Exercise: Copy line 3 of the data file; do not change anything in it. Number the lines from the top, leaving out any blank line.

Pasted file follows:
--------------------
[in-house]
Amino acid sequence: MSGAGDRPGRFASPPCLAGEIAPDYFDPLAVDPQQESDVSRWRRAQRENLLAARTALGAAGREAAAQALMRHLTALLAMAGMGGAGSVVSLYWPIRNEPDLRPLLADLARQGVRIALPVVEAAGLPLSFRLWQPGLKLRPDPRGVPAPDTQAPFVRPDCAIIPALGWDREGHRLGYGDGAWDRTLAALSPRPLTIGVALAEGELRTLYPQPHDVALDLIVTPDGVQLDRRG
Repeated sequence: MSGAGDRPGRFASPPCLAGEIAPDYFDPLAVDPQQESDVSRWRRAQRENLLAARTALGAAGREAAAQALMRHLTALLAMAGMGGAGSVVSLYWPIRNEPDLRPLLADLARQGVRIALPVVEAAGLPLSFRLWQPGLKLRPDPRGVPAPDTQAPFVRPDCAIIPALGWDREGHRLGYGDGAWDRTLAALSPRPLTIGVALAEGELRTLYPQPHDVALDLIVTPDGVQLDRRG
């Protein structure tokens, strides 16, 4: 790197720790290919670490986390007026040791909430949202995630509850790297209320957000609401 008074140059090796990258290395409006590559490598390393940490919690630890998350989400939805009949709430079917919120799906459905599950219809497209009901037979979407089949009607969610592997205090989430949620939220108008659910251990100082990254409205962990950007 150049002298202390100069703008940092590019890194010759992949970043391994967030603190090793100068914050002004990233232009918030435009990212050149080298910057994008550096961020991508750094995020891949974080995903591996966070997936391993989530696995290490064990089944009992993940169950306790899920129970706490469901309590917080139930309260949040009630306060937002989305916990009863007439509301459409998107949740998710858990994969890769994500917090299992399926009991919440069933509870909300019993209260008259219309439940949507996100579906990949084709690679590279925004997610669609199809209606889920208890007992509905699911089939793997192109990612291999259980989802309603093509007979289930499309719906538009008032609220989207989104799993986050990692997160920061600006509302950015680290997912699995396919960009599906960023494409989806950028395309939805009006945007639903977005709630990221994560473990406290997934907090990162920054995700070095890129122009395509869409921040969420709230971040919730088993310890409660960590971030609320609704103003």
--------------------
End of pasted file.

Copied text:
Repeated sequence: MSGAGDRPGRFASPPCLAGEIAPDYFDPLAVDPQQESDVSRWRRAQRENLLAARTALGAAGREAAAQALMRHLTALLAMAGMGGAGSVVSLYWPIRNEPDLRPLLADLARQGVRIALPVVEAAGLPLSFRLWQPGLKLRPDPRGVPAPDTQAPFVRPDCAIIPALGWDREGHRLGYGDGAWDRTLAALSPRPLTIGVALAEGELRTLYPQPHDVALDLIVTPDGVQLDRRG